If you use a fingernail file instead of a suede brush, be careful not to use it too aggressively. All that is required is a gentle file over the suede.
3. For Difficult Stains, Use White Vinegar.
If you are dealing with difficult or old stains, using white vinegar is a great way to get rid of them. Apply a small amount of vinegar to the stain using a soft rag or towel if the usual approaches aren’t working. You can also use a microfiber cloth used to remove makeup. Then, scrub the stain back and forth with a corner dipped in white vinegar.
You should only use a small amount of white vinegar, but you can dip your towel into it again and again while making repetitive passes over the stain. Also, don’t have to panic if you notice a color change on your suede. This happens naturally when suedes become wet, but when the material dries, the white vinegar evaporates, restoring the suede’s original color.
Tip: Be careful not to oversaturate the area; dab the liquid onto a soft cloth and rub it into the stain in a circular motion. Let the area dry thoroughly, then use a suede brush to remove any remaining dirt. Allow to dry before agitating with a suede brush.
4. Try a Leather Degreaser
Some suede shoe stains can be removed with a leather degreaser, but make sure you use one developed exclusively for suede.
Also, remember that suede and leather are not the same things, so you need to be careful when using this method. For instance, you should only apply the degreaser to areas on the suede shoe that appear oily. Lastly, read and follow the packaging instructions carefully to know the best way to apply the degreaser.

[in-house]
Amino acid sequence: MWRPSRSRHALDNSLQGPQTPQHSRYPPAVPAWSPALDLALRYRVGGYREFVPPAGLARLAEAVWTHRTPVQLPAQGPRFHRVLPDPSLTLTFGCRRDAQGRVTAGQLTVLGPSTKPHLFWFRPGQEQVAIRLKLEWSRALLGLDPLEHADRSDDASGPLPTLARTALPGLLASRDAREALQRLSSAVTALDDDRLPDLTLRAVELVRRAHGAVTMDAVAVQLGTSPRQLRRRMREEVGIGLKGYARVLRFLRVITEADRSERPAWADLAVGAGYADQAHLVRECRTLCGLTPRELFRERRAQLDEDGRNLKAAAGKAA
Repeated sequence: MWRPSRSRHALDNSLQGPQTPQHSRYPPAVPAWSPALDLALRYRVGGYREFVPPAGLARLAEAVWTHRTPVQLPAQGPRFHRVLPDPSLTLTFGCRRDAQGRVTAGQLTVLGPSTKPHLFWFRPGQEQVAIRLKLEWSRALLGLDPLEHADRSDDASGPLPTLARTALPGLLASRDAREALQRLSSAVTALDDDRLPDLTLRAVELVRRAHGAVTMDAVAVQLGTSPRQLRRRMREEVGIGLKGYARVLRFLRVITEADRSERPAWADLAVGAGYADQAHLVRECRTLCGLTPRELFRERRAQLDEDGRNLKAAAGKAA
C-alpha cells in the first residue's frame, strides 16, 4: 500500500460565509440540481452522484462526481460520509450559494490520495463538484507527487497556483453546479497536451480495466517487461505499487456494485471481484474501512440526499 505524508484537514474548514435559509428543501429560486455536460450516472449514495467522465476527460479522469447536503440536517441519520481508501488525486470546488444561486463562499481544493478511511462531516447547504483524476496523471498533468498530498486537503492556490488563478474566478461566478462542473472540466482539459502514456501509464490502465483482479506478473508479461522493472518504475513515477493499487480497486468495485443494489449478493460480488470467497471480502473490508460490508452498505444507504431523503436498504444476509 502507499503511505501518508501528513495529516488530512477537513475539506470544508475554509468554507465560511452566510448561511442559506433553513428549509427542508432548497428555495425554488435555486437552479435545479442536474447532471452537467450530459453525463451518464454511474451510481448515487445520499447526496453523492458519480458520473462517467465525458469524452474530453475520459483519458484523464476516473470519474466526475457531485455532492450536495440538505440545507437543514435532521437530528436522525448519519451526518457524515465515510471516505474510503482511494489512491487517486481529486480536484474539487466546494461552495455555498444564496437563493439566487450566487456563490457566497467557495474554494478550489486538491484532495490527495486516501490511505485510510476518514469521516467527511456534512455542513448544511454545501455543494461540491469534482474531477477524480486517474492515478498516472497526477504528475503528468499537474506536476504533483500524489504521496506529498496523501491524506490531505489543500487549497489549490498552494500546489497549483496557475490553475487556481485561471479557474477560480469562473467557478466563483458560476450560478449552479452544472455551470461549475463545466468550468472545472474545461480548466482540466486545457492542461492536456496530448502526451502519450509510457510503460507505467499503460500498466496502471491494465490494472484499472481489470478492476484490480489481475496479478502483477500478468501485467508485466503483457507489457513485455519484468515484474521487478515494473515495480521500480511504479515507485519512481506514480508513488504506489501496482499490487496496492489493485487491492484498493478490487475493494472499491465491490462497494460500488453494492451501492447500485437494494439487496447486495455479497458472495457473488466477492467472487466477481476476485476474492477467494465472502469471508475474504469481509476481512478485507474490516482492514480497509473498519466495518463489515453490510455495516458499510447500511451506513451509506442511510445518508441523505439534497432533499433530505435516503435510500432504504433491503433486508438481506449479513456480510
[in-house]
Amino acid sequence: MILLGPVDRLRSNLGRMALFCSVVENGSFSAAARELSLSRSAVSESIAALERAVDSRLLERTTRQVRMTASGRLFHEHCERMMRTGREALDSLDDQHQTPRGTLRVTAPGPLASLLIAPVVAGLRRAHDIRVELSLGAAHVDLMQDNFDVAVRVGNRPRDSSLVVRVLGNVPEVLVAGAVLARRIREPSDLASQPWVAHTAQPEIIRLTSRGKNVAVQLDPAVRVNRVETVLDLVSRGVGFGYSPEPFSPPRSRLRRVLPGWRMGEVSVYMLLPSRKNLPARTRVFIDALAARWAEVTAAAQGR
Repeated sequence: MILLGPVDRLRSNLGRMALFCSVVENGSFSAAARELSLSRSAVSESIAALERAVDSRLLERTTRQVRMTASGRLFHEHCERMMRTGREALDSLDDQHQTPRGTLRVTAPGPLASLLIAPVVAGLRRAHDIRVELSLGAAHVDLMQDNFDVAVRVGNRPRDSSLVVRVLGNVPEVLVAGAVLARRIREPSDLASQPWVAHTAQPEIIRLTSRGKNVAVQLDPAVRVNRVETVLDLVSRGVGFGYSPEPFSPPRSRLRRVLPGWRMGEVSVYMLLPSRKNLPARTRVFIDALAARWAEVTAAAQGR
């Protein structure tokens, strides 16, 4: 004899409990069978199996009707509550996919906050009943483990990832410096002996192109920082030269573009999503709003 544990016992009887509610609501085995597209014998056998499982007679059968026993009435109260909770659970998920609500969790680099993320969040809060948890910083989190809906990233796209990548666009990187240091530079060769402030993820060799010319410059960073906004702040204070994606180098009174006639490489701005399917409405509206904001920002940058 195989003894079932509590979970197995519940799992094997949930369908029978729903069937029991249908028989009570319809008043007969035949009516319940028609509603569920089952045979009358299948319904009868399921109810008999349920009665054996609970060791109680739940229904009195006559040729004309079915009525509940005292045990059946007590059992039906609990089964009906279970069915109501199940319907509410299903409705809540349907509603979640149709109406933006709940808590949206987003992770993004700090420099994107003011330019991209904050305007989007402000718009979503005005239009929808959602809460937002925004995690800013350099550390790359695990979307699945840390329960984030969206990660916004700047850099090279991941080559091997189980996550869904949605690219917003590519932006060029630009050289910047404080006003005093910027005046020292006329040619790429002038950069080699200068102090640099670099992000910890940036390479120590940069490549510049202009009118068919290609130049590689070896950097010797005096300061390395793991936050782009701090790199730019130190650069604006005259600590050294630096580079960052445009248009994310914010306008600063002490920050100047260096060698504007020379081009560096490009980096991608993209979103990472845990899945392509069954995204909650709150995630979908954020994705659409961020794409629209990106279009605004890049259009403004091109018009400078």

5. If Shoe is Muddy, Allow To Dry Out
When dealing with stains on suede shoes, it’s usually preferable to act fast. But when washing damp or muddy suede shoes, it’s best to let them air dry first.
If they’re very damp, fold them up in a scrunched-up newspaper to absorb the moisture. In a case where your suede shoe is stained with other types of liquids like wine or coffee, first, remove much of the liquid stain using a kitchen towel or a clean white cloth. Then allow it to dry.
6. Use Cornstarch
To treat oil and grease stains on suede shoes, sprinkle cornstarch on the affected area and let it sit overnight to absorb the oil. Then, gently brush off the cornstarch and lightly brush away the stain. You can repeat the process if necessary.
7. Sponge the Suede Shoe
Using water on suede can make it watermarked so avoid over-wetting. Instead, use a clean sponge or towel soaked in clean water and wrung off thoroughly. Instead of scrubbing the suede’s delicate surface, dab it.